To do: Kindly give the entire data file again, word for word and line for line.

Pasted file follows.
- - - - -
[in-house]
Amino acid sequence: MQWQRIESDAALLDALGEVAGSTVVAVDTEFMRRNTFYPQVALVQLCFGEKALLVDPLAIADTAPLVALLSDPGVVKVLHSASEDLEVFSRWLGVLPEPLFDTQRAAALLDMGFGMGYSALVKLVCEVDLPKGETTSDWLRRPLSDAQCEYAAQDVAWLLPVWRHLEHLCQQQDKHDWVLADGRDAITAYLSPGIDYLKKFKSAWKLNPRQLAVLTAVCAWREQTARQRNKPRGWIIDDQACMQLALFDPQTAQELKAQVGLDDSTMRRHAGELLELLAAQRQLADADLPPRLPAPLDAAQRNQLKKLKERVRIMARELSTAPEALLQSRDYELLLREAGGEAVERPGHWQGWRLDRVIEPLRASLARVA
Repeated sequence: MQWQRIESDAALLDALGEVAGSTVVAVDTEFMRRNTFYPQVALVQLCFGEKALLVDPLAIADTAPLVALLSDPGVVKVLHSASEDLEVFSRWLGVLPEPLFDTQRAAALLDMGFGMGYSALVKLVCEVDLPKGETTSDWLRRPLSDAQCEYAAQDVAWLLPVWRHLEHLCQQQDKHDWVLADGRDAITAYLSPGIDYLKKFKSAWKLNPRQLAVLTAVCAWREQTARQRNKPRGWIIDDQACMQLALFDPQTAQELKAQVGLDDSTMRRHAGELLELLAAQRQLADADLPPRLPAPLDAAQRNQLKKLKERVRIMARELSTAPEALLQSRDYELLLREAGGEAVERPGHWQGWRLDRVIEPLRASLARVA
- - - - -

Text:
[in-house]
Amino acid sequence: MQWQRIESDAALLDALGEVAGSTVVAVDTEFMRRNTFYPQVALVQLCFGEKALLVDPLAIADTAPLVALLSDPGVVKVLHSASEDLEVFSRWLGVLPEPLFDTQRAAALLDMGFGMGYSALVKLVCEVDLPKGETTSDWLRRPLSDAQCEYAAQDVAWLLPVWRHLEHLCQQQDKHDWVLADGRDAITAYLSPGIDYLKKFKSAWKLNPRQLAVLTAVCAWREQTARQRNKPRGWIIDDQACMQLALFDPQTAQELKAQVGLDDSTMRRHAGELLELLAAQRQLADADLPPRLPAPLDAAQRNQLKKLKERVRIMARELSTAPEALLQSRDYELLLREAGGEAVERPGHWQGWRLDRVIEPLRASLARVA
Repeated sequence: MQWQRIESDAALLDALGEVAGSTVVAVDTEFMRRNTFYPQVALVQLCFGEKALLVDPLAIADTAPLVALLSDPGVVKVLHSASEDLEVFSRWLGVLPEPLFDTQRAAALLDMGFGMGYSALVKLVCEVDLPKGETTSDWLRRPLSDAQCEYAAQDVAWLLPVWRHLEHLCQQQDKHDWVLADGRDAITAYLSPGIDYLKKFKSAWKLNPRQLAVLTAVCAWREQTARQRNKPRGWIIDDQACMQLALFDPQTAQELKAQVGLDDSTMRRHAGELLELLAAQRQLADADLPPRLPAPLDAAQRNQLKKLKERVRIMARELSTAPEALLQSRDYELLLREAGGEAVERPGHWQGWRLDRVIEPLRASLARVA